Press Release

What is a Press Release?

A press release is a written document prepared for the media – also called the press - that announces something newsworthy. This 1-3-page document is disseminated to the media in the hopes that reporters and editors will use the information contained within in an upcoming TV or radio broadcast, in a newspaper or magazine issue, or on the media’s website.

Reasons for a Press Release

There are a number of situations that might call for the use of a press release, such as:

  • Company announcement - Restructuring, expansion, relocation, new locations, strategic partnership, new financial backers or investors are all worthy of a press release. 
  • Product announcement - New products, improved products, new brands, new retail outlets carrying the product could all be announced through a press release.
  • Initiative announcement - New internal or external projects that impact the company’s community would be appropriate for a press release.
  • Employee announcement - New hires and promotions are worthy of a press release.
  • Honors or awards - Awards or special recognition given to a company, product, project, or employee are all press release-worthy.
  • Research results - Releasing the findings of a survey or study of some kind related to the business.

The key question to ask yourself before preparing one is, “Who cares about this information?” And as long as the answer is people who will turn to the press for information, you’re on the right track with your press release.

On the other hand, if the only people who will be interested in this information is your family and friends, or even your employees, then you really don’t need a public press release.

What a Press Release Looks Like

To make it clear to members of the press – reporters, writers, and editors – that the information you’re giving them is a press release for their use, and not an advertisement or letter to the editor, you need to send it in press release format. Yes, there is a specific format you should use when preparing a press release. Here are some of the key features:

  • In an upper right or left corner, you should have the words “Media Contact,” followed by the name, phone number, and email address of the person reporters should reach out to if they have follow-up questions.
  • Below that, on the left side of the page, include the date on which the information can be made public. If it’s immediately, type “For immediate release.” But if you’re not making the announcement public until a future date, type, “Embargoed until [whatever the date is].”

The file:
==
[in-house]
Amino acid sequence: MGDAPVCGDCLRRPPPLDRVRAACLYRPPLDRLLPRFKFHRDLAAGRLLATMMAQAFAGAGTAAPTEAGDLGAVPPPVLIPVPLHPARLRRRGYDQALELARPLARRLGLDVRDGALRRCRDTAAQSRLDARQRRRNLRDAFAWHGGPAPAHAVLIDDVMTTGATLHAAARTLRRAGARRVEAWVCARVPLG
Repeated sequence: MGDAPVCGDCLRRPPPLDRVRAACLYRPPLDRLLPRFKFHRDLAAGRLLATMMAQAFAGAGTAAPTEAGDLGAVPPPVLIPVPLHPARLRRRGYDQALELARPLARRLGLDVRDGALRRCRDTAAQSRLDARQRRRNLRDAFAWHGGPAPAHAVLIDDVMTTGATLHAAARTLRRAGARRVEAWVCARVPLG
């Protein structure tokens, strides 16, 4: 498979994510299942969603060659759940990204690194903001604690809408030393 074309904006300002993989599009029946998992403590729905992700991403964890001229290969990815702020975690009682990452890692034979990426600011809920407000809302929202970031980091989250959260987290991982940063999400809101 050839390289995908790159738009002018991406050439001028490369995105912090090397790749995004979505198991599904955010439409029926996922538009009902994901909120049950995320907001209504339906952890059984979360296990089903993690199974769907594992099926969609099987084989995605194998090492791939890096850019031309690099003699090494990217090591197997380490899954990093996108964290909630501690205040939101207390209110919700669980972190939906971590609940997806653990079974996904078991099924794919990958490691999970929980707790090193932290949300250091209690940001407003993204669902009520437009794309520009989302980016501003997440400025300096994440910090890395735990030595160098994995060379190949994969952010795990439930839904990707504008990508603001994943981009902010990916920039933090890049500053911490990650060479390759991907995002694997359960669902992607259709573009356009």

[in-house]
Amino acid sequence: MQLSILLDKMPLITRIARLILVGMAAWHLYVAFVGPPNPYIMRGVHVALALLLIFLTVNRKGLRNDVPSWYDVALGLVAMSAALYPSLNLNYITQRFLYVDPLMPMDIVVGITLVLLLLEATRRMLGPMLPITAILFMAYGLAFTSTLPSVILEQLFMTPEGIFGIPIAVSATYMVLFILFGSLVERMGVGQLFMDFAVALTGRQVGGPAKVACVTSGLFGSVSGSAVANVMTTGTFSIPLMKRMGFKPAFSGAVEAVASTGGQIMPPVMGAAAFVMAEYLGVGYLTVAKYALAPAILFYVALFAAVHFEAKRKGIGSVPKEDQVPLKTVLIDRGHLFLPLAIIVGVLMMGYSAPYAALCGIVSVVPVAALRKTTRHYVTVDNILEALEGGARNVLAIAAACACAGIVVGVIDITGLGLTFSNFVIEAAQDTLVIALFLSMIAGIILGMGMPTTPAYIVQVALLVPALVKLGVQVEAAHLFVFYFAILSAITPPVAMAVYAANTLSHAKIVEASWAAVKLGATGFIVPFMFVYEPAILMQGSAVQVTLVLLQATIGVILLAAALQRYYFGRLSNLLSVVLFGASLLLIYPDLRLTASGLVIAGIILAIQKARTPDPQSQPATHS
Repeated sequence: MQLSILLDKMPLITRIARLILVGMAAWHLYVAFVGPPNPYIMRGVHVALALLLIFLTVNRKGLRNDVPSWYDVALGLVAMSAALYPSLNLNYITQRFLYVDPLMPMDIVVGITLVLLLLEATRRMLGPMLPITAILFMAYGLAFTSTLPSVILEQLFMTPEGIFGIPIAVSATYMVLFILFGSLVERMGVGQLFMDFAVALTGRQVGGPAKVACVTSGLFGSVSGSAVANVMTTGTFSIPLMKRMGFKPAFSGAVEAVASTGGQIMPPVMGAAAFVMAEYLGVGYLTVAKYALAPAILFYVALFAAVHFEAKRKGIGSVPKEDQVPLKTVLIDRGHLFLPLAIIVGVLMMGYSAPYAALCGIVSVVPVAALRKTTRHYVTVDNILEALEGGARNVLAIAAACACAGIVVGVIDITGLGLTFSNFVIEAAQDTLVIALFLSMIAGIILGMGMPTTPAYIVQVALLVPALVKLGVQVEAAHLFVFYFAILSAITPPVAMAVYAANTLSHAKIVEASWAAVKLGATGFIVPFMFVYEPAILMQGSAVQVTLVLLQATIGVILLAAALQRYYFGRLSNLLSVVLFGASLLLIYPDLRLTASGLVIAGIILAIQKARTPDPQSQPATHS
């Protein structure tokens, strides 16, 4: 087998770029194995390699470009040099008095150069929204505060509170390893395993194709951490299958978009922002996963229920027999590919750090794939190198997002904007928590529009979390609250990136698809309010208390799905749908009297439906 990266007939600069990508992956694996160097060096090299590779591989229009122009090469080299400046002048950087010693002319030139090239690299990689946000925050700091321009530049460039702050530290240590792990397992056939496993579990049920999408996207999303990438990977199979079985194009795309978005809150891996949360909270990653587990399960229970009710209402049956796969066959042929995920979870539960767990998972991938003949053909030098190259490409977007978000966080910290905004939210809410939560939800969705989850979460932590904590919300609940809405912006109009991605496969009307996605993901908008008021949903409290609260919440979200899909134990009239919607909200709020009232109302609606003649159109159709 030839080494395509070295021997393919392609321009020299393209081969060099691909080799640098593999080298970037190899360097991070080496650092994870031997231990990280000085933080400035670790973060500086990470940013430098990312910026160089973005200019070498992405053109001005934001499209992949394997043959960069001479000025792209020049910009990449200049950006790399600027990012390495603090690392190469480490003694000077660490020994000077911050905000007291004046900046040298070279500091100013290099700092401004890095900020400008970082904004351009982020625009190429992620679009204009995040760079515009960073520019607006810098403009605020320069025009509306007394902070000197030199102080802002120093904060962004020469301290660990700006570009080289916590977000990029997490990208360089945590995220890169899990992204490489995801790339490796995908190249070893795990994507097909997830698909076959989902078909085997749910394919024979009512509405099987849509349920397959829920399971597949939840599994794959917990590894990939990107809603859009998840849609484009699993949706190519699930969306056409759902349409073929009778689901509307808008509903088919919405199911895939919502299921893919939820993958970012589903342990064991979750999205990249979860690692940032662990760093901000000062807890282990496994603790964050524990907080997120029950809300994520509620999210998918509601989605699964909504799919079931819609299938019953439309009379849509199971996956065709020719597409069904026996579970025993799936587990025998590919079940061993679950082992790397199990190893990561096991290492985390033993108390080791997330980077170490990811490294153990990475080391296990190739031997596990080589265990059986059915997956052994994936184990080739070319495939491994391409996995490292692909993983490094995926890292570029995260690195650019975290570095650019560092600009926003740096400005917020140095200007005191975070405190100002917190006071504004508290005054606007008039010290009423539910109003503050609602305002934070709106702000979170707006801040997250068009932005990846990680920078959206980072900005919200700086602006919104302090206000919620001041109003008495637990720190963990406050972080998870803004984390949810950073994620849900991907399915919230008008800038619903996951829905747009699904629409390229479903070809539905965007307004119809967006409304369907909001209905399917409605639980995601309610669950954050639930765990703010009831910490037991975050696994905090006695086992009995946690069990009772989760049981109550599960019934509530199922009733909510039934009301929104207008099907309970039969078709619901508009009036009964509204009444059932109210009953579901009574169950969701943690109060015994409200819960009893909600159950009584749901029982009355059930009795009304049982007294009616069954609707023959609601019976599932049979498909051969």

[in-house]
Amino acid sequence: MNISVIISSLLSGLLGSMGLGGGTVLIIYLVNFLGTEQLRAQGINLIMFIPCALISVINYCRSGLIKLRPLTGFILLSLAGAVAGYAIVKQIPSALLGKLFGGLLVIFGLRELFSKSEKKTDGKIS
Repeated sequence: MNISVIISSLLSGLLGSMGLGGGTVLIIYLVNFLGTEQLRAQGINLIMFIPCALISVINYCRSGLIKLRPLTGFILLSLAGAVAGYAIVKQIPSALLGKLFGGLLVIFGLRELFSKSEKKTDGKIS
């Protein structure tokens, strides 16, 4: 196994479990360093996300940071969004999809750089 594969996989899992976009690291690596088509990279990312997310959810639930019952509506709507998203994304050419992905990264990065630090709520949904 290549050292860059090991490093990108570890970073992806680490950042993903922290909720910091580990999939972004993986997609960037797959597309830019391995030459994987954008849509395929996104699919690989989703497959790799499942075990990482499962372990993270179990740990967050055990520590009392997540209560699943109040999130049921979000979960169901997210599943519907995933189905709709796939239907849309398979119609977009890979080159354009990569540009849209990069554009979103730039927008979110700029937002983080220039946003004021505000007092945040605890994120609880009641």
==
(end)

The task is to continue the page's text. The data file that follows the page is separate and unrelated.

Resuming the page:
• In the center or left of the page, include a headline that summarizes the information in the press release. That might be, “Jones Promoted to General Manager,” or “The Whoseewhatsit Named Top Toy of 2016.”
  • Some press releases use a subhead on the next line, providing a little more detail, but this is optional.
  • On the next line, which is the first line of your release, include the city and state you’re in formatted in all caps, and the date on which you’re making the announcement. For example, “CHICAGO, ILLINOIS – November 21, 2017.” Then start your announcement.
  • Write in an inverted pyramid style, where the most important information goes in the first sentence, with the next most important second, and so on. This way, if an editor needs to cut material from the bottom, you can at least be assured the most essential details were included.
  • Double space your paragraphs.
  • End with the symbols, “###” in the center at the bottom of your release.

Who to Send it To

Getting your press release in the hands of the news media most likely to be interested in what you have to say is your next challenge. So think about who is likely to care at all about your news? This might include:

  • Your local business community
  • Your customers
  • Your prospects
  • Influencers who refer you business
  • Potential business partners
  • Your vendors
  • Other companies in your industry
  • Thought leaders in your space

Then make a list of the news media outlets who would potentially use the information you’re sharing and send it to them. Email is fine.

A well-written press release, formatted properly, and sent to the appropriate reporter can yield thousands, or even tens of thousands, of dollars of free publicity.

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